How to Enable and Disable Interrupts

If your device can generate an interrupt, the driver must enable and disable the interrupts in the hardware. Most drivers should implement EvtInterruptEnable and EvtInterruptDisable to enable and disable interrupts. The framework invokes EvtInterruptEnable and EvtInterruptDisable at DIRQL while holding the interrupt spin lock and calls each of them once for each interrupt that the device can generate. These two callbacks provide the safest approach and minimize the risk of error.

However, for a few drivers, enabling and disabling each interrupt separately is inconvenient because of the design of the device. If your device has such a design, you can instead perform these tasks in EvtDeviceD0EntryPostInterruptsEnabled and EvtDeviceD0ExitPreInterruptsDisabled. These functions run at PASSIVE_LEVEL, so the driver must protect its access to the device hardware by acquiring an interrupt spin lock and performing any other synchronization that the design of the device requires.

The framework calls the EvtInterruptEnable callback at the following times:

  • During a device transition to D0 after EvtDeviceD0Entry has returned.

  • In response to the driver's call to WdfInterruptEnable.

The EvtInterruptEnable callback runs at DIRQL, so it should quickly enable the interrupt and return. If the driver requires additional processing after enabling its interrupt, it should set an EvtDeviceD0EntryPostInterruptsEnabled callback, which the framework calls at PASSIVE_LEVEL.

EvtInterruptEnable is called with two parameters: a handle to the interrupt object and a handle to the associated device object. If the driver has stored information about its device registers in the device object context area, the driver can use the device object handle to call the accessor function for the context area. With the returned context area pointer, the driver can access the hardware registers as required to enable the interrupt.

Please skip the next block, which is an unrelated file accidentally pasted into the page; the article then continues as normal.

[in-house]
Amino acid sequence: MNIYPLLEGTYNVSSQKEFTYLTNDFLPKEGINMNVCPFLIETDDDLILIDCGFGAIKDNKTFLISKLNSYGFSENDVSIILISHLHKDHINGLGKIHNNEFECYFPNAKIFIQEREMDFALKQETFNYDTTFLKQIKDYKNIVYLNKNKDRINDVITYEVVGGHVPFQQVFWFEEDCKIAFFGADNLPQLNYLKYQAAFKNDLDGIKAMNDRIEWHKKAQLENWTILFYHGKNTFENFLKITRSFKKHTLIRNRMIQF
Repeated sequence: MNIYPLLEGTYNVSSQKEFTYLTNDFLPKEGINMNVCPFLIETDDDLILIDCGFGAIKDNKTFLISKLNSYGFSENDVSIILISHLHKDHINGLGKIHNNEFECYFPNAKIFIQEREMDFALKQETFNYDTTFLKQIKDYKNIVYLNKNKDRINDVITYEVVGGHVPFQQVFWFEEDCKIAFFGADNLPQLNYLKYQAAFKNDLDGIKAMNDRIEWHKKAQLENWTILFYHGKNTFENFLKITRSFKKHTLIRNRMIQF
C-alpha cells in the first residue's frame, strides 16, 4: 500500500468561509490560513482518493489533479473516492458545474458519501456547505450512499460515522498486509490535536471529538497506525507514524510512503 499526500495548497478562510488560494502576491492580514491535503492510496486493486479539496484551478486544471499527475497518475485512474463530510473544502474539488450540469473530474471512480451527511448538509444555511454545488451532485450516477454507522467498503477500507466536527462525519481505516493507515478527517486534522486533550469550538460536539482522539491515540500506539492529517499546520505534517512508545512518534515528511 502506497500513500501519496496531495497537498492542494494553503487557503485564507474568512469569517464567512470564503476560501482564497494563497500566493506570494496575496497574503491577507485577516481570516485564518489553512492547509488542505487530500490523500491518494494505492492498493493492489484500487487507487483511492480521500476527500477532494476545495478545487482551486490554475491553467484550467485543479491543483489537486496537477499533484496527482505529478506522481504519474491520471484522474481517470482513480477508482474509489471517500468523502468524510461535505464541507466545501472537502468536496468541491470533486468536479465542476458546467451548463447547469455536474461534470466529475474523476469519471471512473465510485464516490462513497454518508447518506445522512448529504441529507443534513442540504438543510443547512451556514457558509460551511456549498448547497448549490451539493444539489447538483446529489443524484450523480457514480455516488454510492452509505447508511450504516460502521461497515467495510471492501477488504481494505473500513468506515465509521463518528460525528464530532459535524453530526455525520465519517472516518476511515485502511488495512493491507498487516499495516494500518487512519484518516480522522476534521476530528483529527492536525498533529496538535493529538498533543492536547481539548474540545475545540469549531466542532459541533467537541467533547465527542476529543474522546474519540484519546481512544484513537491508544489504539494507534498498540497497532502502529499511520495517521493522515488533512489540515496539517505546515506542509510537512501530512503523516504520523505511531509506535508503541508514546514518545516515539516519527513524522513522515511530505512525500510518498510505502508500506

The EvtInterruptDisable callback disables interrupts for its device. The framework calls this function whenever the driver calls WdfInterruptDisable and during a device transition out of the D0 state, but before it calls EvtDeviceD0Exit. EvtInterruptDisable is called at DIRQL for the device and with the interrupt spin lock held; therefore, it should quickly disable the interrupt and return. If the driver requires additional processing before disabling its interrupt, it should set an EvtDeviceD0ExitPreInterruptsDisabled callback, which the framework calls at PASSIVE_LEVEL.

The EvtInterruptDisable callback is passed the same two parameters as the EvtInterruptEnable callback and proceeds to undo the actions that were performed in that callback.

Listing 16-4 is a slightly modified version of the code that enables interrupts for the Pcidrv sample in Isrdpc.c. The sample driver uses the NICEnableInterrupt macro to set the device registers. Listing 16-4 includes the relevant statements from the expanded macro instead of the call to the macro itself.